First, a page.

Diversity in the top Academy Awards: a look at the numbers

By Ray Bennett

LONDON – In the discussion about diversity in the top prizes of the Academy Awards, it’s worth noting that the Oscar for best director has gone to a white American male only five times in the 16 editions of the 21st century and only once in the last nine years.

In tonight’s 90th Oscar ceremony, only one white American male, Paul Thomas Anderson for ‘Phantom Thread’, is up for the best director award and he is not expected to win over Mexico’s Guillermo del Toro, the favourite for ‘The Shape of Water’.  The other nominees include only the fifth woman ever to be nominated, Greta Gerwig (‘Lady Bird’) and only the second African-American ( African-American, Jordon Peele (‘Get Out’) plus England’s Christopher Nolan (‘Dunkirk’).

Two black men (America’s Denzel Washington and the U.K.’s Daniel Kaluuya, from ‘Get Out’, pictured above) have best actor nominations while two African-American women (Mary J. Blige, Octavia Spencer) are nominated as best supporting actress.

This is not to overlook the vast inequalities across the rest of the Academy Awards and all the other big ceremonies nor even  the top Oscars as over the 16 years only one Latin American has even been nominated as best actor (Demián Bichir), one Latin American as best supporting actor (Benicio del Toro), one Latin American woman as best actress (Salma Hayek) although Colombia’s Catalina Sandino Moreno was nominated and not one Latin American woman as best supporting actress although Mexico’s Adriana Barraza received a nomination. Only two black men (America’s Lee Daniels and the U.K.’s Steve McQueen) and two female directors (Sophia Coppola and Kathryn Bigelow) ranked among the 70 nominees for best director before this year.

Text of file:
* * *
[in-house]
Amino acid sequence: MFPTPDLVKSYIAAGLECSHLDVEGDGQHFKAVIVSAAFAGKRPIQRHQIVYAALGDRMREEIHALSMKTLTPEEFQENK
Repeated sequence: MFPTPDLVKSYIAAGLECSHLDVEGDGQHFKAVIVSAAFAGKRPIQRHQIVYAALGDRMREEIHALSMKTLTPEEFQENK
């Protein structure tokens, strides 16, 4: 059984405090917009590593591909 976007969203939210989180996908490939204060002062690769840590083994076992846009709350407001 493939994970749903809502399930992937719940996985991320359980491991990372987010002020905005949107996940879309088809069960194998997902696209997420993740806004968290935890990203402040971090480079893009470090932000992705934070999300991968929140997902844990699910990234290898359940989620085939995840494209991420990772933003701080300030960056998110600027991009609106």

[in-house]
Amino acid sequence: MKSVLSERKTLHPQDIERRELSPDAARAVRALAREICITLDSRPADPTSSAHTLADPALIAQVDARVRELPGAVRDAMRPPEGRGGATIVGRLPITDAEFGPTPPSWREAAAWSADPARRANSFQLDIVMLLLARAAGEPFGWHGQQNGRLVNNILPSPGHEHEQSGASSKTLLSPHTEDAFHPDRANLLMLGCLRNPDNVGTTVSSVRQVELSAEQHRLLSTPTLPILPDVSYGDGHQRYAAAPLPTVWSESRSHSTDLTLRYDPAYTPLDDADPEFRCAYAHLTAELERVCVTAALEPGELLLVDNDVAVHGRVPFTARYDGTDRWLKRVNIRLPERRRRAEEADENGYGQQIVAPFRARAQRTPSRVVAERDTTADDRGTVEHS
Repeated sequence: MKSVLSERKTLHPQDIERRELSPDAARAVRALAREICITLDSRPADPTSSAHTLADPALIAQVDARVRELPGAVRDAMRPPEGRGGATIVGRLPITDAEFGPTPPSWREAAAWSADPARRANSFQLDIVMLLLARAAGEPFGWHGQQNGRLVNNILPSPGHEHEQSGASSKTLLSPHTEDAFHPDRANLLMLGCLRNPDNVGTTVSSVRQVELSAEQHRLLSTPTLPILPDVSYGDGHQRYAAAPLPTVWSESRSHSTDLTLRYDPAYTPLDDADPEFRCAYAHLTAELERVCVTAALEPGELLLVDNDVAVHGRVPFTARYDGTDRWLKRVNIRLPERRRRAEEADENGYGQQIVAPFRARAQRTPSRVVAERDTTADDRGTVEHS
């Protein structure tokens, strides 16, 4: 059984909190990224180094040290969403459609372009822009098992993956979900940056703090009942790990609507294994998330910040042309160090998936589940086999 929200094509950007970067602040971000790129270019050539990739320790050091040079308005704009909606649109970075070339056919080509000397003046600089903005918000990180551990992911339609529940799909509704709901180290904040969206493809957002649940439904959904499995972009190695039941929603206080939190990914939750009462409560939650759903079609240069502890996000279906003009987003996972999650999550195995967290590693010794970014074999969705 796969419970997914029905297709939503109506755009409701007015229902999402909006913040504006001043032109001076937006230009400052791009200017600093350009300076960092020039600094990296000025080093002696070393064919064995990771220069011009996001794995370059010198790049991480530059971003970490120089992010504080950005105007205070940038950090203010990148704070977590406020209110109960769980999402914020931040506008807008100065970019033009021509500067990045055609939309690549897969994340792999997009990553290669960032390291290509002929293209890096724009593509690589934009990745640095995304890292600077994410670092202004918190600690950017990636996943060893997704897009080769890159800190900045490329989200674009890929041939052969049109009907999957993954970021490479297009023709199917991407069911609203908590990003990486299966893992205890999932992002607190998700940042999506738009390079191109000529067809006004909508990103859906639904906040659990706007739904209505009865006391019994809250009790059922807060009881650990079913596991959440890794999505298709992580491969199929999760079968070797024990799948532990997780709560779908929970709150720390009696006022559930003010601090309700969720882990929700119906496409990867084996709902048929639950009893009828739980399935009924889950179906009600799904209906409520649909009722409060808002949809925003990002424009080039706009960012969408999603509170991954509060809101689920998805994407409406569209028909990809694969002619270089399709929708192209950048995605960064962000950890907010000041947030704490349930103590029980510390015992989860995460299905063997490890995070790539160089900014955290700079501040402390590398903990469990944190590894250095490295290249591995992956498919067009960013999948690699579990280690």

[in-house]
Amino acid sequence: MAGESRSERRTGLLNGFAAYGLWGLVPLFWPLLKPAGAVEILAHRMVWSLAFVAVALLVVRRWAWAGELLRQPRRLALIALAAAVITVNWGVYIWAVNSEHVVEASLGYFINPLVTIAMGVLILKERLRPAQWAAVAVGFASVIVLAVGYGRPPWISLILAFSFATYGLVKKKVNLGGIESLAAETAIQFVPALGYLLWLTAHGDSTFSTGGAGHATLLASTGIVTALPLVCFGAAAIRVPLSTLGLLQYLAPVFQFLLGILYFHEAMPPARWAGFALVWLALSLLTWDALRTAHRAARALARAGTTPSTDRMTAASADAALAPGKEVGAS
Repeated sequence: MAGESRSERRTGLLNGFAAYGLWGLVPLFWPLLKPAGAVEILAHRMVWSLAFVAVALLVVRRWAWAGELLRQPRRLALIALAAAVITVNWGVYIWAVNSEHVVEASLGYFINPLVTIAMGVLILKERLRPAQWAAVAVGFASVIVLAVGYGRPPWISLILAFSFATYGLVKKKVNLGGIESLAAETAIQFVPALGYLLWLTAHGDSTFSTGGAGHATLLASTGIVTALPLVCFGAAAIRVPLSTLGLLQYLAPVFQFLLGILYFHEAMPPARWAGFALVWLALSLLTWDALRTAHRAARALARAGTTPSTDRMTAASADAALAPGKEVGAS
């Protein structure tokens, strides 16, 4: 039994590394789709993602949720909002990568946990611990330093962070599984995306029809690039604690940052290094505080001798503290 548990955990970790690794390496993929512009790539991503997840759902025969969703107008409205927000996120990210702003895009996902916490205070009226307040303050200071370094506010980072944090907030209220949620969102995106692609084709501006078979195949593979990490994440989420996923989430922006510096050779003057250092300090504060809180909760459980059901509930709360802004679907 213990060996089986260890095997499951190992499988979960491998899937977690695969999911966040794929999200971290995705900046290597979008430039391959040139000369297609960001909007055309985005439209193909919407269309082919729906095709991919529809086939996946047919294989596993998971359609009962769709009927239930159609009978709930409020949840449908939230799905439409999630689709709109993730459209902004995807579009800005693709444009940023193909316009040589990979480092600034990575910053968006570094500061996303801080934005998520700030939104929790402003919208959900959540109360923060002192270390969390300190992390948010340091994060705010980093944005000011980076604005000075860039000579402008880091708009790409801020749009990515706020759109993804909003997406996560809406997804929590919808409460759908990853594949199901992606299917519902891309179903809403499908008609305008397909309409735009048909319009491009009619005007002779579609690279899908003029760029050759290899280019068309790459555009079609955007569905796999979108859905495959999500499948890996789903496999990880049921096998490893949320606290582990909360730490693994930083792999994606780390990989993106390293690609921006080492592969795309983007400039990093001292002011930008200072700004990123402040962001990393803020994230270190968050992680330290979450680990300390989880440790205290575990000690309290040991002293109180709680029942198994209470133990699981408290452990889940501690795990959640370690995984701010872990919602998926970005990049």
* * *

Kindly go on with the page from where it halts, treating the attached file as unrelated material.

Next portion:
Over the 16 years of this century, Mexico’s Alejandro G. Iñárritu won as best director twice and fellow countryman Alfonso Cuaron won once; Taiwan’s Ang Lee won twice plus two demo Britain – Danny Boyle and Tom Hooper – Roman Polanski from Poland, Peter Jackson from New Zealand, Michel Hazanavicius from France, and one woman, Kathryn Bigelow from the U.S. Directors from Australia, Brazil, Canada, Germany, Norway and Spain also were nominated.

Eight of 16 best actor prizes were won by non-white Americans: three African-Americans (Denzel Washington, Jamie Foxx, Forest Whitaker), four British (Daniel Day-Lewis, twice, Colin Firth, Eddie Redmayne) plus France’s Jean Dujardin.

Ten of 16 best supporting actor awards went to non-white Americans: two African-Americans (Mahershala Ali, Morgan Freeman), three from the U.K. (Jim Broadbent, Christian Bale, Mark Rylance), one from Spain (Javier Bardem), one from Australia (Heath Ledger), one from Canada (Christopher Plummer) and two for Austria’s Christoph Waltz.

Seven of 16 best actress awards were won by non-white Americans: one African-American (Halle Berry), two from Australia (Nicole Kidman, Cate Blanchett) and one each from South Africa (Charlize Theron), the U.K. (Helen Mirren) and France (Marion Cotillard).

Eleven of 16 best supporting actress awards were won by non-white Americans: four African-Americans (Jennifer Hudson, Mo’Nique, Octavia Spencer, Viola Davis), three British (Catherine Zeta-Jones, Rachel Weisz, Tilda Swinton) one from Australa (Cate Blanchett), one from Spain (Penelope Cruz), one from Sweden (Alicia Vikander ) and Kenyan/Mexican Lupita Nyong’o.

The award for best score also has been spread around as 12 Oscars out of 16 have gone to non-American composers: three from Canada (Howard Shore, twice, Mychael Danna), two from the U.K. (Dario Marianelli, Steven Price), two from France (Ludovic Bource, Alexandre Desplat) and one each from Poland Jan A.P. Kaczmarek), India (A.R. Rahman) and Italy (Ennio Morricone) plus two for Argentina’s Gustavo Santaolalla.


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